Resolve this conundrum: THF Realty is responsible for some of the most anti-pedestrian developments in St. Louis and elsewhere. Yet, they are also the biggest financial supporter, by far, of cycling events and teams in the area. Is this just a big PR stunt. Should cyclists be a bit more critical of this support?

    Here was my response:

    Thank you for asking this question. I’d love to see the entire cycling community refuse money from THF. THF is wreaking havoc on the planet and accepting their money is an endorsement of how they gained the money. While we are working to make the built environment more connected and friendly to pedestrians and bicyclists they are profiting while creating anti-bike and anti-pedestrian sprawl.

    For the full interview click here (PDF, see page 18).

    THF Realty’s chairman is Stan Kroenke, #164 of the Forbes list of 400 Richest Americans with a net worth of $1.8 Billion. Kroenke’s wife is an heir to the Walton Family of Wal-Mart fame.

    A few thousand dollars is sofa change to them yet it manages to keep otherwise vocal transportation advocates silent. This is hush money in my book. It seems to be effective. You get a group used to some money and pretty soon they come to expect it. Once they expect it they become dependent on it and fear the loss of the money. Wait, we’ve heard this before haven’t we? From the Post-Dispatch:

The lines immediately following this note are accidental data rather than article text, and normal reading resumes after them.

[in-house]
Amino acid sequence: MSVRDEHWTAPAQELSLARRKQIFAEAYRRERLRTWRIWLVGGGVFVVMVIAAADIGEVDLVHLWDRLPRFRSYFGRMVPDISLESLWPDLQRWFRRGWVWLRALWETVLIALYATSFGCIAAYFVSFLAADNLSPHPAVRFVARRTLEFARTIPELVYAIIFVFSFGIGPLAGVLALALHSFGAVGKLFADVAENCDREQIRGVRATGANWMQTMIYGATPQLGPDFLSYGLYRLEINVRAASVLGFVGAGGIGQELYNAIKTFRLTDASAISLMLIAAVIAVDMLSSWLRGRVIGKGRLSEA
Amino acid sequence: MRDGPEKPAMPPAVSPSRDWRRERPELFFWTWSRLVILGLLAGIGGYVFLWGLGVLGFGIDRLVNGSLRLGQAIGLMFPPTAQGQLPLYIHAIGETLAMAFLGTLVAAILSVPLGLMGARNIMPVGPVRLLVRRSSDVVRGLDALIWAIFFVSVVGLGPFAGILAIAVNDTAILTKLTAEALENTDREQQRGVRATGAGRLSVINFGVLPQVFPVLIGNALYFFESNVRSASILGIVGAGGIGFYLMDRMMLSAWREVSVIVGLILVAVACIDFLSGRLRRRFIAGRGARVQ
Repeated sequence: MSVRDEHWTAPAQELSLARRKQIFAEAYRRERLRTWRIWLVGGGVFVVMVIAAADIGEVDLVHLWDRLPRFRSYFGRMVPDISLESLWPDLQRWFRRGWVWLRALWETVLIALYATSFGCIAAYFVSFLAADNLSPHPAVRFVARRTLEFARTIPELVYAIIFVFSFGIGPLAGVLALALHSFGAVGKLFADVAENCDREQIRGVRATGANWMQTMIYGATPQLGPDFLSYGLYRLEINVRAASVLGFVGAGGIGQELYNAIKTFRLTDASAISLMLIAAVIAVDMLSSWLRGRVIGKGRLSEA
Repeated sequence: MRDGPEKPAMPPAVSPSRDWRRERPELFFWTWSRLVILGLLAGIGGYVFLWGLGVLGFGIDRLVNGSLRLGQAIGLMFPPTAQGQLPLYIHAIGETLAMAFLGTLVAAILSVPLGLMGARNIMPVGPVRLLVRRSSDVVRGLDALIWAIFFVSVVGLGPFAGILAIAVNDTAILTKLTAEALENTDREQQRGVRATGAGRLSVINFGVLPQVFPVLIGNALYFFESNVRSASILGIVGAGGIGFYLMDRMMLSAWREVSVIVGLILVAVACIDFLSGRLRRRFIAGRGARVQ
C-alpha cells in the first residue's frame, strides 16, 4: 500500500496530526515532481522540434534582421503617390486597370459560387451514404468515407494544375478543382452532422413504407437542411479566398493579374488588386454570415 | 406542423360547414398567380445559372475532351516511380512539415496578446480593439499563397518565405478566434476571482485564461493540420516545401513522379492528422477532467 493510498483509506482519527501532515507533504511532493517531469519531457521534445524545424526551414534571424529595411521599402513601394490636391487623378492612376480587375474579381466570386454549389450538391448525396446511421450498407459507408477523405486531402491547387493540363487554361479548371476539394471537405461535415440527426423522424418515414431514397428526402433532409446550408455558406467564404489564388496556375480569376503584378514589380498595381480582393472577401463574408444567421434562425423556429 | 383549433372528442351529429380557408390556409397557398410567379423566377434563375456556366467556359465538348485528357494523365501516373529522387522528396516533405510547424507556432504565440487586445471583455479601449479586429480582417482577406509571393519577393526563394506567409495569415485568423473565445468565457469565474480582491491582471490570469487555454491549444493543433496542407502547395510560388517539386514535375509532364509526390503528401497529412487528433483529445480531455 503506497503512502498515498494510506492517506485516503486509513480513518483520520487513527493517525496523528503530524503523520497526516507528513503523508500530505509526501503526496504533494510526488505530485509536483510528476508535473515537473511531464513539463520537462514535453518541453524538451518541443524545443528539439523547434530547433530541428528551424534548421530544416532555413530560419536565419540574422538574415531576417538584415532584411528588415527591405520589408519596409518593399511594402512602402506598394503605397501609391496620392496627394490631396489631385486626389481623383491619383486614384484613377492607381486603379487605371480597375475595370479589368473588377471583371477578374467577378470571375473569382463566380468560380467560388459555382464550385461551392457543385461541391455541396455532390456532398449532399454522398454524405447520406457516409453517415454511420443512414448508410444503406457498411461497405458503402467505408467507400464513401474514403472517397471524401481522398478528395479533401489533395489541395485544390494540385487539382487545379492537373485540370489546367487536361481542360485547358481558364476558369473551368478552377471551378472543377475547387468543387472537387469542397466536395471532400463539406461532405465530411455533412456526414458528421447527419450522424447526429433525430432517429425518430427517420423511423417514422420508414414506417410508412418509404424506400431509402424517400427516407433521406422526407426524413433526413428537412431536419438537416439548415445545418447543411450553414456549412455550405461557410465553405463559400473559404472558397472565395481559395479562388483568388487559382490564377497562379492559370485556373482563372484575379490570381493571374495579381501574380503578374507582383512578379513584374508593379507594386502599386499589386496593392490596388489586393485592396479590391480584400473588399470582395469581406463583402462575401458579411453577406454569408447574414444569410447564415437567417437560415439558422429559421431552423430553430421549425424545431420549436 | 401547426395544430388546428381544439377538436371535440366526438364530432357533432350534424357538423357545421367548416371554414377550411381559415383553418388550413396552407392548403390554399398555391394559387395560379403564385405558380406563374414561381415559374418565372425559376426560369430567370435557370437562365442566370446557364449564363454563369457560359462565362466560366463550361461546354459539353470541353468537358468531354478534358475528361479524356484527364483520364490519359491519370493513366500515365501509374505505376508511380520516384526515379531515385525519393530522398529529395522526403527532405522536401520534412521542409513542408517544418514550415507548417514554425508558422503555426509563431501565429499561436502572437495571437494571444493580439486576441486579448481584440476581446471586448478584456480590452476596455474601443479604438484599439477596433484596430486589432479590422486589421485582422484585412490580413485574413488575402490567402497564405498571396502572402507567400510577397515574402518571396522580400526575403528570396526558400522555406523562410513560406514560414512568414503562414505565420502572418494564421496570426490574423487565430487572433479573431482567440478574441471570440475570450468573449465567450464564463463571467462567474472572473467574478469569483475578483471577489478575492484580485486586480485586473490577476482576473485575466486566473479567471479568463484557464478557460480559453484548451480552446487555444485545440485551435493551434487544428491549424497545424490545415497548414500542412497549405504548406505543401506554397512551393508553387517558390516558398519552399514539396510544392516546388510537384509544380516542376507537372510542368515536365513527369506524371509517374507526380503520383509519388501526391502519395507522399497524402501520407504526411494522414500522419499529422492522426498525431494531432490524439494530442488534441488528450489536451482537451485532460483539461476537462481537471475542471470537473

If Belleville turned down the tax incentives, would Wal-Mart look for a site elsewhere? “Oh yes, I’m sure we would,” Bornstein [of THF Realty] said.

    And that lies at the center of the debate over TIFs. Cities feel as though they must give them. The existing Wal-Mart, about a mile away, is the largest producer of sales tax revenue in Belleville. That store, by the way, was expanded in 1993 with another TIF.

    If Belleville won’t play ball, THF could buy land a half-mile away in Shiloh. Belleville would be left with nothing.

    So the local bike community is in the same boat as Belleville; dependent upon on money from the big box and afraid to do anything about it. It really is sad that an organization that purports to improve the region for bicyclists is afraid to speak out against a company that is arguably one of the worst offenders in the St. Louis region — topping even Desco. Any individual, group or municipality that is in such a position is compromised beyond the point of being impartial. They’ve been bought. Credibility goes in the trash once you’ve been bought. Just ask Metropolis. [Note: see the comment below on Metropolis & my reply; 11/9 @ 4:20pm]

    I will continue to push for bike racks throughout the city and a downtown bike station, just not as a board member of the St. Louis Regional Bike Federation.

    – Steve

    [UPDATE 11/9 @ 9:15am – I want to make it clear that I fully support the mission and work of the St. Louis Regional Bike Federation. I have been friends with a number of board members for years. For me personally I cannot sit quiet while the THF’s of the world run amuck. I will support programs of the Bike Fed (such as pushing for more bike parking), just not as a board member. I wish them all the best of luck. – SLP]